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juncta, diu fuftinuit! eadem circumftantium approbatione, eâdem eloquentiâ, iisdem virtutibus Prolocutoriam hanc Cathedram aliquanter perornet, aliam atque altiori honoris gradu pofitam (nifi vana auguror) aliquando ornaturus. Quicquid certè Ecclefiæ Anglicanæ utile aut gloriosum fuerit, id omne nobis fpondet hodiernus rerum status: Populi ftudium, Principum virorum fervor, Optimæ Reginæ pietas, arctiflima inter Ordines Civiles atque Ecclesiasticos concordia. Fuit semper inter inferiora Regni & Ecclefiæ Concilia affinitatis conjunétio, et qualis inter forores effe folet, cum diversitate aliquâ non parva fimilitudo : at propior iis jam abhinc intercedit cognatio, dum duobus hisce cætibus duo præerunt viri in eâdem Æde; fæcundâ optimarum artium parente pariter innutriti, fub eodem beatæ memoriæ Antestiti fimul educti, iifdem principiis penitùs imbuti, uterque fide in Principem, in Patriam, in Ecclefiam exploratâ, stabili, inconcuffâ : uterque magna de fe pollicitus, majora præftiturus: alter Reipublicæ, alter Ecclefiæ optimè apud nos constitutæ & felici.. ter attemperatæ propugnator ftrenuus: Dignus fanè ille, quem Senatus Reginæ addictiffimus fibi præficeret, quem Regina civium amantissima autoritate fuâ confirmaret : nec indignus hic, quem Clerus Epifcopali Ordini firmiter obstrictus deditusque, Vobis, PATRES, commendet, quem Vos, Patres maximè colendi, pro tenerrima in Clerumn affectu calculis veftris comproberis.
Dr. SMALRIDGE's S P E E CH
то тНЕ Upper-House of Convocation*
exerit do this Day Mouth, this the Churchand the
THE CLERGY, Most Reverend Father, t
have in the usual Manner, with all Fidelity, discharged the Duty You injoined them, the Choice of a Man of Learning and Eloquence out of their own Body, fit to undertaké, and equal to execute the Office of their PROLOCUTOR, and they do this Day recommend to you, Venerable Fathers, by my Mouth, this excellent Person, I already by his great Merits to the Church fufficiently recommended to Our, to Your, and the general Esteem of all good Men; a Perfon endowed with such Talents, that he deserves all: Manner of Praise; so high in Fame and Reputa- . tion, that he stands in need of none; a Person so exactly suiting the Plan and Character which our Ancestors laid down for a PROLOCUTOR, that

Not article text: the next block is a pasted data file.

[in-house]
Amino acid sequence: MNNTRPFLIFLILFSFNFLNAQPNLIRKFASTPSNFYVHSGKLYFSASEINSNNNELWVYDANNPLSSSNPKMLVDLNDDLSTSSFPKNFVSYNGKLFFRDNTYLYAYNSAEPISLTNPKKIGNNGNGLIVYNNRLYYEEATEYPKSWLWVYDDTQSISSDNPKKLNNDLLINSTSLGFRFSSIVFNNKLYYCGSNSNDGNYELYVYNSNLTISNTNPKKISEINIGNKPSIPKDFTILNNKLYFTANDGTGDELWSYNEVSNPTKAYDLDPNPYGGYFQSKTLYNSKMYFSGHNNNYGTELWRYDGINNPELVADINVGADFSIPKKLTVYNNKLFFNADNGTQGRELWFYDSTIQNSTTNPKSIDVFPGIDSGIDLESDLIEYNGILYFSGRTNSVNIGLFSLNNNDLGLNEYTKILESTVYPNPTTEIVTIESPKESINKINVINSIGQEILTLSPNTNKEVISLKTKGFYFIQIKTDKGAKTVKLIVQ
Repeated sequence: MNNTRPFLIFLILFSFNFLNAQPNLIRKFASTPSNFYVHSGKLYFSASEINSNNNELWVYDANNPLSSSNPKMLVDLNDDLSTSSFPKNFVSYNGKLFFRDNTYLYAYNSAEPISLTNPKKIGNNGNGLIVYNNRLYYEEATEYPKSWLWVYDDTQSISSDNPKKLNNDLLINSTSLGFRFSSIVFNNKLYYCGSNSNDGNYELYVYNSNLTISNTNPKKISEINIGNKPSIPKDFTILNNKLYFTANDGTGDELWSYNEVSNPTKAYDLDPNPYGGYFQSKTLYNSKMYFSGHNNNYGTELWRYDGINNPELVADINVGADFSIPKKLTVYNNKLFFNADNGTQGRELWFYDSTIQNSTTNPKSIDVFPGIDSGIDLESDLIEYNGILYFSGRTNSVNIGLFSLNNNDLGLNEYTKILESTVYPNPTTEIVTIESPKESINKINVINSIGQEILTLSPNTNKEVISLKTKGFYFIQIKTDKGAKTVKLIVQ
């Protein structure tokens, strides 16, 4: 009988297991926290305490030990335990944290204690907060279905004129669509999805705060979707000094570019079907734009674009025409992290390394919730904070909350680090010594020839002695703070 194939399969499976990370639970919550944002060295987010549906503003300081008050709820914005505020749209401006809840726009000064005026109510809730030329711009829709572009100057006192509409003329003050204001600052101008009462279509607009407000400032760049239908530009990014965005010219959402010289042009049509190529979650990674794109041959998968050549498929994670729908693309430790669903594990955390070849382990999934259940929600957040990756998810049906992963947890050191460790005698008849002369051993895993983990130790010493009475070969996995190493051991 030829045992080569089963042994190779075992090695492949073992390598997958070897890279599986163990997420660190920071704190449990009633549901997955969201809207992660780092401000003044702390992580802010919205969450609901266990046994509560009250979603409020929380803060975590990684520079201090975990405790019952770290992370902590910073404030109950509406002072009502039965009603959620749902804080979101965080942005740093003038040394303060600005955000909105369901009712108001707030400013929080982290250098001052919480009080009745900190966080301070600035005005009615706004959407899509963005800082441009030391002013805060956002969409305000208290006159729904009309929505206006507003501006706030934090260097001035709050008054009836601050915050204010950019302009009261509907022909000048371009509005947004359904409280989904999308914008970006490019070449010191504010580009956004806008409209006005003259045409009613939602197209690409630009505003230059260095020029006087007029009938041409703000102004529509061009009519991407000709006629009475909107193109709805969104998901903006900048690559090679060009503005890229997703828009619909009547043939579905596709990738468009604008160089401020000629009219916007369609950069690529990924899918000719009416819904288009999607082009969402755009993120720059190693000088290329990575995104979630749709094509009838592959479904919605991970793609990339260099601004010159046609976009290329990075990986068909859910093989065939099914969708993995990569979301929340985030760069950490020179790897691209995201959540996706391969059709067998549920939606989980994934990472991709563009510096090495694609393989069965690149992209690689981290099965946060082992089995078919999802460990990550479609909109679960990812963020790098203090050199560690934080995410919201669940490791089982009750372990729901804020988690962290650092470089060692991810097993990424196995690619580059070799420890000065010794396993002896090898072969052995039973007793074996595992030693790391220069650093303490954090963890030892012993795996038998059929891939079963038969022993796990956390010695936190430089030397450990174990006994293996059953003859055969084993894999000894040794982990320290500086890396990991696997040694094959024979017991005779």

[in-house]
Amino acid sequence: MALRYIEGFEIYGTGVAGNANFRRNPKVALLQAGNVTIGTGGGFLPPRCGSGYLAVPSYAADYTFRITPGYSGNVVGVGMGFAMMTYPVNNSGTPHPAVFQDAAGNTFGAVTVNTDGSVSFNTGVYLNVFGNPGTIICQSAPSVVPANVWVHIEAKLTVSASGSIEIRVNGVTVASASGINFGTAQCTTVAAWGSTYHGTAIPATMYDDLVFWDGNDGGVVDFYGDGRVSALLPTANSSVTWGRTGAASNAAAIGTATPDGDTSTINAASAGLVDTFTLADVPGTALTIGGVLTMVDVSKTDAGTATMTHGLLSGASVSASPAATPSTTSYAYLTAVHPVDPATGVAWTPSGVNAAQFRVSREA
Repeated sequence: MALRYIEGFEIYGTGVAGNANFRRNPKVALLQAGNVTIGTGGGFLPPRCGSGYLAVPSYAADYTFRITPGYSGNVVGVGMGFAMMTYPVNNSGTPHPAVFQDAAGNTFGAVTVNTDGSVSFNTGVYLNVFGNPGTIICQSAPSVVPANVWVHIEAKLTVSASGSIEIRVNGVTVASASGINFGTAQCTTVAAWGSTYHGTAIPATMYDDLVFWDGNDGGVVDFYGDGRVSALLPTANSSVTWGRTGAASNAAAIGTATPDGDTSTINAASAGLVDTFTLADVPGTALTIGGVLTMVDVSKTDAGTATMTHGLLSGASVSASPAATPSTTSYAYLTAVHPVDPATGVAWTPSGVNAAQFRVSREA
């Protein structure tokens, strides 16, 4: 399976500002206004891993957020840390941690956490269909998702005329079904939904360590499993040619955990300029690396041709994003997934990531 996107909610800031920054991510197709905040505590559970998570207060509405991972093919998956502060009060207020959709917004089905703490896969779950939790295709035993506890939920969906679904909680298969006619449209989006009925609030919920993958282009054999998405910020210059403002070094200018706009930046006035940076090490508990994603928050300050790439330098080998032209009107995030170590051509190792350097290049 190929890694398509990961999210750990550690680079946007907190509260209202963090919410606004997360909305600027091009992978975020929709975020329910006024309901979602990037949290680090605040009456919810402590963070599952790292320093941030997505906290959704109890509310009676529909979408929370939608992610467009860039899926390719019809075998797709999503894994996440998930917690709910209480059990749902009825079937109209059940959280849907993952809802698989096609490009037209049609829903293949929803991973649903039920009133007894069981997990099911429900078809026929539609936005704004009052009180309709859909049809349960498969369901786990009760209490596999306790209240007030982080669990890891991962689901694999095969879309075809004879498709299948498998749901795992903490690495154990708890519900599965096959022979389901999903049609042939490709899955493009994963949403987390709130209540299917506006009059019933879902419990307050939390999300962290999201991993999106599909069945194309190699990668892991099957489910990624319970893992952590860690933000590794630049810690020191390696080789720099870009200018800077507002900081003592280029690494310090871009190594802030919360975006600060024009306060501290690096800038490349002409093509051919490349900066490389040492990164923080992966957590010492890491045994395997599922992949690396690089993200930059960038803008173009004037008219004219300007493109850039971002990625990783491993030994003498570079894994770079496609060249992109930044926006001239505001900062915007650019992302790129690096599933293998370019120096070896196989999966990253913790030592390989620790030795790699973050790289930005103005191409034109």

* This version was made by Dr. Sezvell, and approvd by Dr. Smalridge. † Addr-liig il m'elf to Archbill.op Teunijā: Dr. Bincis.dtteriny E 6
high Digent Rules of exquisite e of this off himfelf,
he may well seem selected from among Us to this high Dignity, not so much by our Votes, as by the Ancient Rules of ConVOCATIONS
For if a Store of exquisite Learning can be of any Affistance in the Discharge of this Office, who can discharge it with greater Applause to himself, or more Advantage to Us, than One who is well acquainted with all Parts of Literature, long and successfully exercised in most Arts and Studies, most accomplished and perfect in those Sciences which admit of the greatest Perfection? If lastly, it is a peculiar Part of the Character of a Complete PROLOGUTOR, to express by his single Tongue the Sentiments of many Eloquent Men, we have an Orator of fo finished an Elegance, that You, Fathers, need not fear that his Unskilfulness should diminish the Dignity of your Answers; and we may juftly hope, that his Éloquence will add a considerable Weight and Advantage to Our Petitions. If Good-will has an Influence in reconciling Refentments, Authority a great Force in moderating Disputes, whom could we rather with to be a Judge in our Debates, than one whose gentle Difpofition renders him so popular, that he may juftly hope by the Sweetness of his Temper to alhure all who have any Share of Goodness or Humanity, to the Study of Peace and Unity; one, whose Gravity is so free from Arrogance, that should any Commotions happen to arise among us, the very Dignity of his presence must immediately fuppress them?' Little therefore, moft Sacred Fathers, had the Clergy answered your Expectations, had they placed this weighty Burden on any weaker Shoulders; and at the same Time they had proved themselves ungrateful, and forgetful of the greatest Benefits, had they not willingly of